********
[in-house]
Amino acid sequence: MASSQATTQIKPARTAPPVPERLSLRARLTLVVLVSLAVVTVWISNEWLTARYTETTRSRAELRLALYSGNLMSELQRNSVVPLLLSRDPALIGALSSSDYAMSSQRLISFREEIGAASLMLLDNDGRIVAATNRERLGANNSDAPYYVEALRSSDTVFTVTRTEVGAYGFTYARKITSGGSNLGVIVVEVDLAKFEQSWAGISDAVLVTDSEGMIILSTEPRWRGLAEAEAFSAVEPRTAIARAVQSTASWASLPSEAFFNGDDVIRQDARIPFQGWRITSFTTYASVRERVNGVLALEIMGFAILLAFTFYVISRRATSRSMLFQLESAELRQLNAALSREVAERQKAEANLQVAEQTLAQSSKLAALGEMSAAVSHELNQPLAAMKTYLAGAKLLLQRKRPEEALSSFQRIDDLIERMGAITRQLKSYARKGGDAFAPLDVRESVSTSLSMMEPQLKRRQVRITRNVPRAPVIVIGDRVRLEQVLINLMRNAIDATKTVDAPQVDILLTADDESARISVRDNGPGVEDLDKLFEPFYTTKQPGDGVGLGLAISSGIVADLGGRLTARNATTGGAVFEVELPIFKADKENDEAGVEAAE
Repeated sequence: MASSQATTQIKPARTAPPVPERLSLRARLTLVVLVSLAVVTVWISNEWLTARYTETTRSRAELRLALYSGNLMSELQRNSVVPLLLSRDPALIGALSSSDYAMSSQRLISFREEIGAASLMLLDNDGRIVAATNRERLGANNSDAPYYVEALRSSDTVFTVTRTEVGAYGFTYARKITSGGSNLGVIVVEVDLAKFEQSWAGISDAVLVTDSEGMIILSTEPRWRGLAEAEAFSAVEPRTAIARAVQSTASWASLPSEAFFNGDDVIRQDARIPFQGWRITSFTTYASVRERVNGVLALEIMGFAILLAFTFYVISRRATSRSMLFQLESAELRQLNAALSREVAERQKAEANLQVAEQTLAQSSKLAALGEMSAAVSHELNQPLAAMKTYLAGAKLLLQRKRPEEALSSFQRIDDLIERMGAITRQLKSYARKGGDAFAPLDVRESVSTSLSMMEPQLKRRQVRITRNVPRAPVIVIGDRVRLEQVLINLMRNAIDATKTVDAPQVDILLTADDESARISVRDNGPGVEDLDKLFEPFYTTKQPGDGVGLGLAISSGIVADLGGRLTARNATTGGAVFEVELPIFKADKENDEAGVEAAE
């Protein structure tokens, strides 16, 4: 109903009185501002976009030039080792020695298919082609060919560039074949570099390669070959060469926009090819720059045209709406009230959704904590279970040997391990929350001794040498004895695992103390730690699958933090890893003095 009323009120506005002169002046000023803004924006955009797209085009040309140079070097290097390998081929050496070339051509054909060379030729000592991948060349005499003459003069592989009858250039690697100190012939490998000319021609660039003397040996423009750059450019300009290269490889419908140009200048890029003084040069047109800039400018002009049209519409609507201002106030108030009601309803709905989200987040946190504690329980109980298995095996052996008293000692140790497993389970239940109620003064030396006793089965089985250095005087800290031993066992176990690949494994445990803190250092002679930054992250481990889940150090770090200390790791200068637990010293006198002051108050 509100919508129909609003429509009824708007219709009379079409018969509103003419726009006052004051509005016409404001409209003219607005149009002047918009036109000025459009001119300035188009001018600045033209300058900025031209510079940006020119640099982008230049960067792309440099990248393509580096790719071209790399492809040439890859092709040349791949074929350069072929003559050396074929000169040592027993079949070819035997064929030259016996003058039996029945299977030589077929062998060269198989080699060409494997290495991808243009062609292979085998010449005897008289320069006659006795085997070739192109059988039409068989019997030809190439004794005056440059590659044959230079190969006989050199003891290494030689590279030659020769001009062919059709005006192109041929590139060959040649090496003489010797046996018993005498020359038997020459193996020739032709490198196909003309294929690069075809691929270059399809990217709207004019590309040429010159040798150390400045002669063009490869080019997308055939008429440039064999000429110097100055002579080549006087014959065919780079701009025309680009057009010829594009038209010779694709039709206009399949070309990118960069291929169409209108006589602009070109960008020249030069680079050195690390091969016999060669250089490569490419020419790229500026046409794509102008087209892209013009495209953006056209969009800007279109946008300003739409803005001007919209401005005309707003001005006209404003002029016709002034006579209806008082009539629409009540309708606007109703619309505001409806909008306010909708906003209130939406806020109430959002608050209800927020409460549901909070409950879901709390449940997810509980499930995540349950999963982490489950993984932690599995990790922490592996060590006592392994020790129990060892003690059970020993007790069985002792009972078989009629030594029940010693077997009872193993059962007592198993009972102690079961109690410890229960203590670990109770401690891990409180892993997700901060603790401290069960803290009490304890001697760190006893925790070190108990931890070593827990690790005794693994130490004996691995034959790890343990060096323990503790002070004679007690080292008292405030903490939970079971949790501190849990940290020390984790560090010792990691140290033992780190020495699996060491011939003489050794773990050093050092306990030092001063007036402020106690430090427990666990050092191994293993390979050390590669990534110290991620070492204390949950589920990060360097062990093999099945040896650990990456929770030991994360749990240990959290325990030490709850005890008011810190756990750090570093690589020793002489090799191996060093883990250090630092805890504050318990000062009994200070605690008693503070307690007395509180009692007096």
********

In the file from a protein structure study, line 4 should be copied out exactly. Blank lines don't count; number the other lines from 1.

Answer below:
């Protein structure tokens, strides 16, 4: 109903009185501002976009030039080792020695298919082609060919560039074949570099390669070959060469926009090819720059045209709406009230959704904590279970040997391990929350001794040498004895695992103390730690699958933090890893003095 009323009120506005002169002046000023803004924006955009797209085009040309140079070097290097390998081929050496070339051509054909060379030729000592991948060349005499003459003069592989009858250039690697100190012939490998000319021609660039003397040996423009750059450019300009290269490889419908140009200048890029003084040069047109800039400018002009049209519409609507201002106030108030009601309803709905989200987040946190504690329980109980298995095996052996008293000692140790497993389970239940109620003064030396006793089965089985250095005087800290031993066992176990690949494994445990803190250092002679930054992250481990889940150090770090200390790791200068637990010293006198002051108050 509100919508129909609003429509009824708007219709009379079409018969509103003419726009006052004051509005016409404001409209003219607005149009002047918009036109000025459009001119300035188009001018600045033209300058900025031209510079940006020119640099982008230049960067792309440099990248393509580096790719071209790399492809040439890859092709040349791949074929350069072929003559050396074929000169040592027993079949070819035997064929030259016996003058039996029945299977030589077929062998060269198989080699060409494997290495991808243009062609292979085998010449005897008289320069006659006795085997070739192109059988039409068989019997030809190439004794005056440059590659044959230079190969006989050199003891290494030689590279030659020769001009062919059709005006192109041929590139060959040649090496003489010797046996018993005498020359038997020459193996020739032709490198196909003309294929690069075809691929270059399809990217709207004019590309040429010159040798150390400045002669063009490869080019997308055939008429440039064999000429110097100055002579080549006087014959065919780079701009025309680009057009010829594009038209010779694709039709206009399949070309990118960069291929169409209108006589602009070109960008020249030069680079050195690390091969016999060669250089490569490419020419790229500026046409794509102008087209892209013009495209953006056209969009800007279109946008300003739409803005001007919209401005005309707003001005006209404003002029016709002034006579209806008082009539629409009540309708606007109703619309505001409806909008306010909708906003209130939406806020109430959002608050209800927020409460549901909070409950879901709390449940997810509980499930995540349950999963982490489950993984932690599995990790922490592996060590006592392994020790129990060892003690059970020993007790069985002792009972078989009629030594029940010693077997009872193993059962007592198993009972102690079961109690410890229960203590670990109770401690891990409180892993997700901060603790401290069960803290009490304890001697760190006893925790070190108990931890070593827990690790005794693994130490004996691995034959790890343990060096323990503790002070004679007690080292008292405030903490939970079971949790501190849990940290020390984790560090010792990691140290033992780190020495699996060491011939003489050794773990050093050092306990030092001063007036402020106690430090427990666990050092191994293993390979050390590669990534110290991620070492204390949950589920990060360097062990093999099945040896650990990456929770030991994360749990240990959290325990030490709850005890008011810190756990750090570093690589020793002489090799191996060093883990250090630092805890504050318990000062009994200070605690008693503070307690007395509180009692007096």